[anti-abuse-wg] Support of, and comments on, proposal 2010-08
Alessandro Vesely vesely at tana.it
Wed Nov 17 17:40:35 CET 2010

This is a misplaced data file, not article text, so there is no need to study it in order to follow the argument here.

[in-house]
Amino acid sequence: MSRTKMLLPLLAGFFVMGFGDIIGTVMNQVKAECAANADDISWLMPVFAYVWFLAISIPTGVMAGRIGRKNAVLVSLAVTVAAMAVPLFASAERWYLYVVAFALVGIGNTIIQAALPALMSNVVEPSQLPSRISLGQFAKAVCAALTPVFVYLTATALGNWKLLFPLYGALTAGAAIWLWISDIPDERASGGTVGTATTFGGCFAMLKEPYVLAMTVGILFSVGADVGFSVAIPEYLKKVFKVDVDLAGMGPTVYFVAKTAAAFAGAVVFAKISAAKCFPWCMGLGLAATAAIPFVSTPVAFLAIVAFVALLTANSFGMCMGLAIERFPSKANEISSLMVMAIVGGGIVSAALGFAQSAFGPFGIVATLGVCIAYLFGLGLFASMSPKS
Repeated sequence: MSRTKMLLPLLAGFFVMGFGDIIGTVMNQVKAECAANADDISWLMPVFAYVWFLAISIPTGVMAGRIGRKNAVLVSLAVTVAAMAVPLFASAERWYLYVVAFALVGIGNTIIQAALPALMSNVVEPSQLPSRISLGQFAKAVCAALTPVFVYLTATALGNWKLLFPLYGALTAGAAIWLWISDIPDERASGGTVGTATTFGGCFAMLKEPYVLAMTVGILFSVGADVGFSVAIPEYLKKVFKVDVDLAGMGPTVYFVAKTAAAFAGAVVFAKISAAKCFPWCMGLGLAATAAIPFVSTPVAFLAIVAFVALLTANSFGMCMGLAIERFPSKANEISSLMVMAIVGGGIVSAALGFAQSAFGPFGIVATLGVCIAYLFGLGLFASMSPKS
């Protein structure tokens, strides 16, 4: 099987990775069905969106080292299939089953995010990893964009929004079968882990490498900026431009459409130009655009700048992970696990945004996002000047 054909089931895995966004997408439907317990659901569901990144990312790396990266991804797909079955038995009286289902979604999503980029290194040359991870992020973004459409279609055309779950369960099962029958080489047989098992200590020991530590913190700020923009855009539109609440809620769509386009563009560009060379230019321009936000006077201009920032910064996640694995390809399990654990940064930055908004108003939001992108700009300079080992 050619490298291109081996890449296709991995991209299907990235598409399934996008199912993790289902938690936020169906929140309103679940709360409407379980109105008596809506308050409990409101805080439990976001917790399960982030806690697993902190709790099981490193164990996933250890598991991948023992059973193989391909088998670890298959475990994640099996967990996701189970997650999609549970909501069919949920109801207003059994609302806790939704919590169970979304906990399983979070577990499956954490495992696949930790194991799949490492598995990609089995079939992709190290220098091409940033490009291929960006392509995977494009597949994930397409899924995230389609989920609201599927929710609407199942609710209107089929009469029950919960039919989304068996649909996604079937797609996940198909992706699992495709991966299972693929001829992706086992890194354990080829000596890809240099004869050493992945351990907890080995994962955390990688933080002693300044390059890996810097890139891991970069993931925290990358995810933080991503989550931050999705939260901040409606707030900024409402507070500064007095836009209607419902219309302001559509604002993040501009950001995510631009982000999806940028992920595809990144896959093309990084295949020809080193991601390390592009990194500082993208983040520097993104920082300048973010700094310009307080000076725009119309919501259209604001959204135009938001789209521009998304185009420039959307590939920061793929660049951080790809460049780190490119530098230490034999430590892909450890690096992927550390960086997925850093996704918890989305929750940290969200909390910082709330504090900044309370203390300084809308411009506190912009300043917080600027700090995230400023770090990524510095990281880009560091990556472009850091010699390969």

On 17/Nov/10 16:11, Michele Neylon :: Blacknight wrote: > [toppostfix] > On 17 Nov 2010, at 15:31, Alessandro Vesely wrote: >> On 17/Nov/10 14:45, Michele Neylon :: Blacknight wrote: >>> Maybe there is an opportunity for this WG to work on operator >>> education, though I am unsure as to the correct protocols and >>> procedures for same >> >> IMHO it may be very useful, as RIPE has enough moral impact. Setting >> up a procedure for coordinating periodic testing of abuse-mailboxes, >> involving ISPs as well as some of their users (mail server admins), >> might be a good starting point... > > I think you misunderstood what I was getting at. I don't think so. "Testing" implies that something actually works. > While testing abuse mailboxes would have merit I was referring more > to the general importance of handling abuse complaints and the > overall impact that abuse could have for a business. Tobia's proposal (2010-09) doesn't quite address testing, as it only concerns update notifications and corresponding corrections. How does RIPE NCC become aware that a database object contains invalid information? By "testing an abuse-mailbox" I mean actually sending a message to it, and verify the outcome. Sending is the most effective way to determine an address' validity. Thus, RIPE might define a "test" message-type. It should work much like any other complaint, except it does not affect reputation. To acknowledge the test, the recipient should send a response of some kind; it should be designed so as to also allow testing feedback loops. So much for the merit of testing. For the overall impact, building such a testing infrastructure implies that operators learn to run automated scripts upon receiving messages at their abuse-mailboxes, recognizing a few kinds of message formats (arf, x-arf, and iodef extension; one or more of these should provide for test messages.) The possibility to serve feedback loops for interested end users may also be aired, and postmasters may then want to send test messages to their own ISPs to check they work as expected.